I should probably start by saying a quick sorry. I've no idea what for, but that doesn't matter – it's a word I use as an involuntary preface for everything these days. Step on my toe on the Tube and you can expect an apology. Give me dirty cutlery in a restaurant and you're guaranteed my complaint will begin, "I'm really sorry but..."
Even I find this mealy-mouthed, please-don't-hate-me strain of Tourette's rather irritating, not least on account of its blatant insincerity. But it certainly seems to get results – usually there's a bit of reciprocal apologising, goodwill is established and everyone goes away happy.
A recent study showed that disgruntled customers are twice as likely to keep using the services of a business that apologises for bad service than one that offers financial compensation. Clearly, the British love a bit of verbal contrition, so why wait until you've actually done anything wrong to start winning people over?
It's all the more surprising, then, when public figures who have well and truly ballsed up or offended a large section of the population, even inadvertently, seem so recalcitrant about using the s-word. The truculent-sounding apology from the former Home Secretary Jacqui Smith (pictured) over her expenses claims last week was so overdue and well-qualified when it finally did come that she may as well not have bothered.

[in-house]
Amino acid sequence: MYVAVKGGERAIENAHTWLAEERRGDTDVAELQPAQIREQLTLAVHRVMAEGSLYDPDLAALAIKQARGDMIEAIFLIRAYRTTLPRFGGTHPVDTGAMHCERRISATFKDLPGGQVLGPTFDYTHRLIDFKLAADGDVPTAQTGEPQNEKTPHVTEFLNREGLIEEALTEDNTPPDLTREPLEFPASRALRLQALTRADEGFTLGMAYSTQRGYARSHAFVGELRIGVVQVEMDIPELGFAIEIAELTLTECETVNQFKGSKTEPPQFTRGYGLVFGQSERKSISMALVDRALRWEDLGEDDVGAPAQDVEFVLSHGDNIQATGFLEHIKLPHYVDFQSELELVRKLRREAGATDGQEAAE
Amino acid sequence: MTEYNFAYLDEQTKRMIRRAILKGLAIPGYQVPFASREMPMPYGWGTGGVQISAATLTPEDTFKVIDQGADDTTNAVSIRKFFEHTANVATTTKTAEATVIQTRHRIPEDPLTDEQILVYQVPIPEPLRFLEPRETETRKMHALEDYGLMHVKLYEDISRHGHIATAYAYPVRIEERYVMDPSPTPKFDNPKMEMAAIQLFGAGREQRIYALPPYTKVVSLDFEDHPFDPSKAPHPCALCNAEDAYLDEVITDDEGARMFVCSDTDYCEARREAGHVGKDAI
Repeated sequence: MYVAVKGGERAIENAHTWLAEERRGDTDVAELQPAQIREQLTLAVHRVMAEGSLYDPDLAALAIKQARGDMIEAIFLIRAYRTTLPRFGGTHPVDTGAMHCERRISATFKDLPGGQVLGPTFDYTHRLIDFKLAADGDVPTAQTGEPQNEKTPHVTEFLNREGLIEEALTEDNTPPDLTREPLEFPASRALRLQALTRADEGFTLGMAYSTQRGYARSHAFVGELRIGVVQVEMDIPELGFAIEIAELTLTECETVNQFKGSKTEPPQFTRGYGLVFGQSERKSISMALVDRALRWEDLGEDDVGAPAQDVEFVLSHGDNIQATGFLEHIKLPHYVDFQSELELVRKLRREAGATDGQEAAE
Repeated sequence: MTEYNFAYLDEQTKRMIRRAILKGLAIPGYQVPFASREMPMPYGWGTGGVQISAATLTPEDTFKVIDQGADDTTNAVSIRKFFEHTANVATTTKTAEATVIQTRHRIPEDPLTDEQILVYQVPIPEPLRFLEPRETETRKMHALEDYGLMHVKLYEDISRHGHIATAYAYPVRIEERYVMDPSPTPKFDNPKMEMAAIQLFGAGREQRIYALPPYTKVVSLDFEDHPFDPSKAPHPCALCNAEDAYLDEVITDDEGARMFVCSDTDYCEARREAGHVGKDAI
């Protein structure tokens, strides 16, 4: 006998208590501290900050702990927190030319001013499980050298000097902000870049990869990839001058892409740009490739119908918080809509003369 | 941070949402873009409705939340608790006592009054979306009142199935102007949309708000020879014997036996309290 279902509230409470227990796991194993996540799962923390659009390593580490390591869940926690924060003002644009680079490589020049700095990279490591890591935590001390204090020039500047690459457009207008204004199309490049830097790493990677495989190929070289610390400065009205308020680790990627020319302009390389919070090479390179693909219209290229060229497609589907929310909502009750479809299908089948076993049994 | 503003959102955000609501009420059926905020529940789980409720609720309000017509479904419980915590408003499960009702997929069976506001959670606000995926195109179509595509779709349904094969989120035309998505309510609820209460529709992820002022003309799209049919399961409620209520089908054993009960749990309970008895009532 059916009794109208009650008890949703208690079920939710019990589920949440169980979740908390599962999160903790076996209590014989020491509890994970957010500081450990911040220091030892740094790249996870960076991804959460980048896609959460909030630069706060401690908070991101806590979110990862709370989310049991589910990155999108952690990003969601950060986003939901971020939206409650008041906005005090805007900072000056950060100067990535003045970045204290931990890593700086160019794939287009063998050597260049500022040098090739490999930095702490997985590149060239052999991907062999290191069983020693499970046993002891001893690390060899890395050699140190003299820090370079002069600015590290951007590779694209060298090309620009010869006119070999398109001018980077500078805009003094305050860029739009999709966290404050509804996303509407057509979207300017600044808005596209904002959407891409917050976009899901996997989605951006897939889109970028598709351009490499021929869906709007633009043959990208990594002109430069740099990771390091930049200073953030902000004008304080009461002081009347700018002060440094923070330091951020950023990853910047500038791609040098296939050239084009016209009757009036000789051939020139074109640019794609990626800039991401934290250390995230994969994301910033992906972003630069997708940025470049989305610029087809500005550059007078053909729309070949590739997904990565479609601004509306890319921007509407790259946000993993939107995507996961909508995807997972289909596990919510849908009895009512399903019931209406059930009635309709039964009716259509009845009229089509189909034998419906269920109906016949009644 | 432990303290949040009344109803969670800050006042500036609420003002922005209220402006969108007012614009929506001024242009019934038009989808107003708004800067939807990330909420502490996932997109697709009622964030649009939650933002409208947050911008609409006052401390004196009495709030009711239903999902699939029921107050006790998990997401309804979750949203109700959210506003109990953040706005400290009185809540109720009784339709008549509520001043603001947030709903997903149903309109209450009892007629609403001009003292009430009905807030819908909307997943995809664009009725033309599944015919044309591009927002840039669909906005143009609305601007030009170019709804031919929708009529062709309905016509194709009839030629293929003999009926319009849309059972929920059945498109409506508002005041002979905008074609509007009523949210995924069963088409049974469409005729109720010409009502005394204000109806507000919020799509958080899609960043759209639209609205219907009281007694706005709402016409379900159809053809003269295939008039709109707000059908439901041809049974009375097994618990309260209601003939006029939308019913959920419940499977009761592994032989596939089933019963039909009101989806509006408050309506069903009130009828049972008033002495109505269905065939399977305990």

Likewise, the power of an apology seems to have been lost on the nation's erstwhile favourite old dodderer Bruce Forsyth. It might have been Anton du Beke whose comments kicked off the Strictly Come Dancing race row, but somehow his "unreserved apology" on live TV has left him in considerably better stead than Brucie, whose BBC statement seemed to lack any real expression of personal regret for his own rather ill-judged contributions.
For too many people, an apology simply translates to an admission of guilt, which is probably why I've yet to meet anyone within the finance industry who would touch the word "sorry" with a bargepole.
But saying sorry is also a simple acknowledgment of regret at the effects of one's actions, unintended or not. Anyone who has ever apologised for something they feel genuinely bad about will know how inadequate one's grovelling seems, and yet more often than not the gesture goes a long way towards healing a rift.
I suppose it's actually helpful that not everyone is jumping on the apology bandwagon. If someone is so unrepentant that they're not even willing to muster a convincing "sorry", at least we know where we stand. They're clearly not sorry now – though I suspect most will be later.Reuse content